After a decade in sales, I was offered the opportunity to go back into product devlopment, this time for Mortara Instrument. I moved back up to Milwaukee and became the senior product manager for Mortara’s ECG devices and systems. In that year we would develop DICOM ECG, and I would recommend the adoption of a new 802.11b/g radio modem that would work with enterprise wireless security systems such as (L)EAP. DICOM ECG became a big deal and at Mortara I was on the trip that pitched the technology to Cerner. Cerner adopted it and they needed someone to evangelize their new “Powerchart ECG” line so I became the global business director for Cerner cardiology.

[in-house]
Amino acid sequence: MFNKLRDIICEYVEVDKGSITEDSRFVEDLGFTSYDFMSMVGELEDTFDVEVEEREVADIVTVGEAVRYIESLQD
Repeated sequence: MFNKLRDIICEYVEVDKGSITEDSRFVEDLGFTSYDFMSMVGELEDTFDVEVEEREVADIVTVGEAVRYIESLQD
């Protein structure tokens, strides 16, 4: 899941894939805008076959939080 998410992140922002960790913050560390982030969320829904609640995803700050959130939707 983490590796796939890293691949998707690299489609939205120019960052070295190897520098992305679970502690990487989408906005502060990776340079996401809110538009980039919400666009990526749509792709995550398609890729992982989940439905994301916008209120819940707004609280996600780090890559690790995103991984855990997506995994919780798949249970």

Later I made a move to the pacific northwest to accept a position as Director of Product management at Lumedx. which I did for a year and a half before attempting to do a start-up utilizing a data aggregation platform. I did this as well as some consulting work and helped develop a complete cardiology reporting system with Echo/thallium integration with PQRI outcomes analytics. About that time Lumedx was wanting to develop a new waveform-capable ECG management system and I came back on-board as a product manager to build and manage this new product which received FDA certification on December 20, 2013, only 14 months after I helped develop a proof-of-concept.